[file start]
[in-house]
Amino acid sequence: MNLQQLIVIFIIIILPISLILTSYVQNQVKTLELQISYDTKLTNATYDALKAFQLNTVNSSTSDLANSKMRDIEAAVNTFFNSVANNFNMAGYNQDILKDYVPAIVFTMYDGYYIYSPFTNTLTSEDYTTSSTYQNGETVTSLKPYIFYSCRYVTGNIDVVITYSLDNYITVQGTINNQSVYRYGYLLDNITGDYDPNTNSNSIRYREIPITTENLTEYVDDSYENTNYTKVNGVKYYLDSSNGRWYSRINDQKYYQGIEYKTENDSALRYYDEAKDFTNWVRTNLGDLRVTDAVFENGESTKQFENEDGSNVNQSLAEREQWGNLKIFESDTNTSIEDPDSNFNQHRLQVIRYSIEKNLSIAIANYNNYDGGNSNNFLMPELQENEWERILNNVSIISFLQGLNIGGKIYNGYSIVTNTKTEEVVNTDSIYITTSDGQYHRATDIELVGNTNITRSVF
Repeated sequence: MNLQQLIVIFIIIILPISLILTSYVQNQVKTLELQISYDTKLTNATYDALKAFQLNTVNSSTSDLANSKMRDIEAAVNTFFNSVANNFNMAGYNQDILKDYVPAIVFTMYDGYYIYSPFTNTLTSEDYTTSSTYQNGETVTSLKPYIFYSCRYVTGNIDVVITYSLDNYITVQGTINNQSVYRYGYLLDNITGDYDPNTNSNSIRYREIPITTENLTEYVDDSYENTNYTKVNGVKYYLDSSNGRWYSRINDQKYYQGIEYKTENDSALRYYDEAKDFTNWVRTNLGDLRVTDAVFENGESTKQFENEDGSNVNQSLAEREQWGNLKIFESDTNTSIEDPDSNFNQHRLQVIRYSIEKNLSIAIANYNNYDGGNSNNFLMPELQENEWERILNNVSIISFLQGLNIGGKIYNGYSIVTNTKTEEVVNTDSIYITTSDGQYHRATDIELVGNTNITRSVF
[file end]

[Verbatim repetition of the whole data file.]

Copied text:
[in-house]
Amino acid sequence: MNLQQLIVIFIIIILPISLILTSYVQNQVKTLELQISYDTKLTNATYDALKAFQLNTVNSSTSDLANSKMRDIEAAVNTFFNSVANNFNMAGYNQDILKDYVPAIVFTMYDGYYIYSPFTNTLTSEDYTTSSTYQNGETVTSLKPYIFYSCRYVTGNIDVVITYSLDNYITVQGTINNQSVYRYGYLLDNITGDYDPNTNSNSIRYREIPITTENLTEYVDDSYENTNYTKVNGVKYYLDSSNGRWYSRINDQKYYQGIEYKTENDSALRYYDEAKDFTNWVRTNLGDLRVTDAVFENGESTKQFENEDGSNVNQSLAEREQWGNLKIFESDTNTSIEDPDSNFNQHRLQVIRYSIEKNLSIAIANYNNYDGGNSNNFLMPELQENEWERILNNVSIISFLQGLNIGGKIYNGYSIVTNTKTEEVVNTDSIYITTSDGQYHRATDIELVGNTNITRSVF
Repeated sequence: MNLQQLIVIFIIIILPISLILTSYVQNQVKTLELQISYDTKLTNATYDALKAFQLNTVNSSTSDLANSKMRDIEAAVNTFFNSVANNFNMAGYNQDILKDYVPAIVFTMYDGYYIYSPFTNTLTSEDYTTSSTYQNGETVTSLKPYIFYSCRYVTGNIDVVITYSLDNYITVQGTINNQSVYRYGYLLDNITGDYDPNTNSNSIRYREIPITTENLTEYVDDSYENTNYTKVNGVKYYLDSSNGRWYSRINDQKYYQGIEYKTENDSALRYYDEAKDFTNWVRTNLGDLRVTDAVFENGESTKQFENEDGSNVNQSLAEREQWGNLKIFESDTNTSIEDPDSNFNQHRLQVIRYSIEKNLSIAIANYNNYDGGNSNNFLMPELQENEWERILNNVSIISFLQGLNIGGKIYNGYSIVTNTKTEEVVNTDSIYITTSDGQYHRATDIELVGNTNITRSVF